44-14010 1 J 2525 600Right-front view of the Mustang, under an overcast but still sunny sky.  Note that the aircraft’s coolant radiator has been removed from the fuselage.

* * * * * * * * * *

44-14010 2 J 2525 600Close-up of canopy rails along left side of cockpit, with names of ground-crew (Rooney, Branch, and Smith) painted below.  (Why photographs were not taken of equipment within the cockpit itself, is a matter of conjecture!)

* * * * * * * * * *

44-14010 6 J 2525 600Starboard gun bay, providing an excellent view of the installation of the three fifty-caliber guns and firing selonoids.  Belts of .50 caliber ammunition are still laying in ammuntion trays.

* * * * * * * * * *

44-14010 7 J 2525 800A very high resolution (800 dpi) scan of the above photograph, specifically of the placard attached to the interior of the gun-bay access door, showing bore-sighting information and ammunition loading diagrams.  (This image will be of particular benefit for plastic modelers building Tamiya’s 1/32 P-51D while under the influence of AMS – “Advanced Modeler’s Syndrome”!)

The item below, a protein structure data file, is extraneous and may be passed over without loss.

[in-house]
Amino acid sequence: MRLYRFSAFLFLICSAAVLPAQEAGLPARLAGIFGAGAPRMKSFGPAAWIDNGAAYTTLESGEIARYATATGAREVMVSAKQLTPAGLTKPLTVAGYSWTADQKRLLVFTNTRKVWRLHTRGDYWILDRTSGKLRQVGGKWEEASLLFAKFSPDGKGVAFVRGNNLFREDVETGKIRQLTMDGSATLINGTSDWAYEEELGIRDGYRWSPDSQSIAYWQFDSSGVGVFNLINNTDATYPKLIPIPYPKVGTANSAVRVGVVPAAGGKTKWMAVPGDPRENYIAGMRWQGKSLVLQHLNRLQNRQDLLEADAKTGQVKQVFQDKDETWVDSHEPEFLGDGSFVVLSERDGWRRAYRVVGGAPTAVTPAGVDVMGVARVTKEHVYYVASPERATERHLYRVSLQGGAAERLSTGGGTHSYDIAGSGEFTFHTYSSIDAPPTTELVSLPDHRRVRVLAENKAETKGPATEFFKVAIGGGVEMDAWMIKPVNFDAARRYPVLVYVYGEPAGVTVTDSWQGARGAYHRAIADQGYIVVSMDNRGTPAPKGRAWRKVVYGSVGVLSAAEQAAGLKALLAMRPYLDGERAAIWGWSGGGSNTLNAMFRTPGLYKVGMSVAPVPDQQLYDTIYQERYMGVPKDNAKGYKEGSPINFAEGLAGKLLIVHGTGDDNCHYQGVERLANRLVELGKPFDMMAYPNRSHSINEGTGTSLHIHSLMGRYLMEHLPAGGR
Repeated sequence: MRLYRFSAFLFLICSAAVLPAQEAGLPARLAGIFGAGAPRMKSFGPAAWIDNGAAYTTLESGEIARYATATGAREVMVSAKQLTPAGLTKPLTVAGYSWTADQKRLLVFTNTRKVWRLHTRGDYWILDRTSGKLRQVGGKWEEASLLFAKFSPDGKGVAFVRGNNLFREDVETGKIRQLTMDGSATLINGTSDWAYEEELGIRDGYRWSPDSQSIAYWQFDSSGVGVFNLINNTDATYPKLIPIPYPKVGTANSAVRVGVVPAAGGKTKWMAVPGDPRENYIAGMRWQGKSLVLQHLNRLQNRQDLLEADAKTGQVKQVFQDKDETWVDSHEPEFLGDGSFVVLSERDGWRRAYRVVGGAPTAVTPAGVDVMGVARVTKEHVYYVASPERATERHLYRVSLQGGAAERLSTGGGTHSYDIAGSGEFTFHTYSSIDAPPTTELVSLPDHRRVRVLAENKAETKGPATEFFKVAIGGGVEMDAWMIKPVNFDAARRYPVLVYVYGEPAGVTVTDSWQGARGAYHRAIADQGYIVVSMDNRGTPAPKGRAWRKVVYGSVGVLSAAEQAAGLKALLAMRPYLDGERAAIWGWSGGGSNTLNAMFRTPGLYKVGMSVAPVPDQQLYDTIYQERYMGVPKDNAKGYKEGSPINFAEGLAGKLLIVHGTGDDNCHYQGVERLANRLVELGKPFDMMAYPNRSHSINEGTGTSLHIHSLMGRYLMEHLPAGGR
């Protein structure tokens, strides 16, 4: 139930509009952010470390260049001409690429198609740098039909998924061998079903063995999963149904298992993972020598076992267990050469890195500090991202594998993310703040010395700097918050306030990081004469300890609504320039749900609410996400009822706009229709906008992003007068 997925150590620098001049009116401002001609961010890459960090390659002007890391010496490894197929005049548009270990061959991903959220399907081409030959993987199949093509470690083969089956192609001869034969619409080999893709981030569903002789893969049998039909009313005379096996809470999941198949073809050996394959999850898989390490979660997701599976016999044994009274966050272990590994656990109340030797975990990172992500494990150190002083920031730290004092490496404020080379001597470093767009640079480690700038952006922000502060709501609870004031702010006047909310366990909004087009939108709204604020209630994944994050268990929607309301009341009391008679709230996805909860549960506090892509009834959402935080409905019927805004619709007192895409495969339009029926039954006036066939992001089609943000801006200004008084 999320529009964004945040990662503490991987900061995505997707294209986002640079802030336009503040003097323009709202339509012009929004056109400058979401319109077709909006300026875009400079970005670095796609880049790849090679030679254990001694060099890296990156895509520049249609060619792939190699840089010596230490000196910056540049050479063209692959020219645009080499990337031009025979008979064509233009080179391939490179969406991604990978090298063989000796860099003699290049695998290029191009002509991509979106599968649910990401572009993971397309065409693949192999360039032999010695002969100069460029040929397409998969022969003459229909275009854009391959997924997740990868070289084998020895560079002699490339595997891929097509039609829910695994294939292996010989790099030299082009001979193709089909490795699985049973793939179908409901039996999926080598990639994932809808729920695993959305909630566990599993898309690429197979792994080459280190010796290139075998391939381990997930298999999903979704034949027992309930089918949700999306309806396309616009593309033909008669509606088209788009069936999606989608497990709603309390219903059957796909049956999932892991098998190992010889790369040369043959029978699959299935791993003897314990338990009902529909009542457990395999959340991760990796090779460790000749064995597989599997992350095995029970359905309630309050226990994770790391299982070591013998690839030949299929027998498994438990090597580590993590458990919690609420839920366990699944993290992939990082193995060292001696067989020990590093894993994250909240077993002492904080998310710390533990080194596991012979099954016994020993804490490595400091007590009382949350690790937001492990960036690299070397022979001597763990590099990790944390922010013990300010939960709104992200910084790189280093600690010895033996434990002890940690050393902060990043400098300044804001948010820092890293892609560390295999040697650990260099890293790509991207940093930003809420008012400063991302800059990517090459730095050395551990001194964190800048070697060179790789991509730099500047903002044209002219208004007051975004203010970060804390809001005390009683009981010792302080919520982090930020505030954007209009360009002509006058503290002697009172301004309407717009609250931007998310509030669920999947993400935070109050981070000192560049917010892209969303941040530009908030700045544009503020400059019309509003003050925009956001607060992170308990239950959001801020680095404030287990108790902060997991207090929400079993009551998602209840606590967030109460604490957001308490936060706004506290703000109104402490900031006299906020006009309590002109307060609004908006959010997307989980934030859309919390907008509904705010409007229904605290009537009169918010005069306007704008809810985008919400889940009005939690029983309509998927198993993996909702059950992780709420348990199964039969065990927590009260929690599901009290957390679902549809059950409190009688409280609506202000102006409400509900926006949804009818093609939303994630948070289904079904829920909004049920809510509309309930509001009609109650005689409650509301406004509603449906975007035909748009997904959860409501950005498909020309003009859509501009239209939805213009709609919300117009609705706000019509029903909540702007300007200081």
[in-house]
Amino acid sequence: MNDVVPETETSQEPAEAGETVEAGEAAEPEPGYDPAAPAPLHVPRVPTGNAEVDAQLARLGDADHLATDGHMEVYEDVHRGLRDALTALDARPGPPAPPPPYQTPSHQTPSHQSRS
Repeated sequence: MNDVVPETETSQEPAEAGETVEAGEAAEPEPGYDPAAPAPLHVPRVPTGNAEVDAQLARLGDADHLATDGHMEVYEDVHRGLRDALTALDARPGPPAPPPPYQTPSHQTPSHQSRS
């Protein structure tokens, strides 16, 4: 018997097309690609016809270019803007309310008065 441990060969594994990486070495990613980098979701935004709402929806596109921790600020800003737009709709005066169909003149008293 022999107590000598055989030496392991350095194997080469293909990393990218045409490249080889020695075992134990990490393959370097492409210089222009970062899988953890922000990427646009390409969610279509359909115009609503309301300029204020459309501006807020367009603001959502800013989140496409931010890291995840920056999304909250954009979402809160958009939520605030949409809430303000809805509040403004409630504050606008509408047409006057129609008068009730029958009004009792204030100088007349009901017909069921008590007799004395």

* * * * * * * * * *

44-14010 3 J 2525 600View of inboard section of the port flap.  Curiously, though the photographs were taken with black & white film, the “No Step” marking appearing on the image of the flap has been colored with red ink, matching the color and shape of the marking on 44-14010.

* * * * * * * * * *

p-51d-44-14010Images of Chicago’s Own (a color profile, and an official USAAF photograph of the aircraft at Debden, England) can be found in William Hess’ book 354th Fighter Group,  The aircraft is described as having been the personal plane of Lt. Frederick J. Warner.  The above color profile of Chicago’s Own, by Chris Davey or John Weal, appears on page 41 of Hess’ book.

The USAAF photograph of 44-14040, dated October 6, 1944, can be found at the website of the American Air Museum in Britain.

* * * * * * * * * *

The “Meldung über den Abschuss eines US-amerikanischen Flugzeuges” (Notification About the Shooting Down of a U.S. Aircraft) form – commonly found in Luftgaukommando Reports – filed for Captain McEachron and Chicago’s Own.

The data fields in the form covering the aircraft comprise:

Abschusstag und Zeit:   Date and time of shooting down

Abschussort:   General location of shooting down

Flugzeugtyp:   Aircraft type

Meldende Dienstelle:   [Location of] Reporting Service

The data fields in the form covering the aviator comprise:

Name und Vornamen / Geburststag und –ort:   Name and first name / Date and place of birth

Dienstgrad:   Rank

Erk.-Marke:   Tag number

Gef: [Gefangenen]:   (prisoner? [if so]) –   Welches Lager:   Which camp

Verw: [Verwundet]:   (wounded? [if so]) –   Art d. Verwundung:   [?]

Tot: [Tot]:   (killed? [if so]) –   Grablage:   Grave Location

And, at the bottom of the form:

Bemerkungen:   Remarks

44-14010 A J 2525 400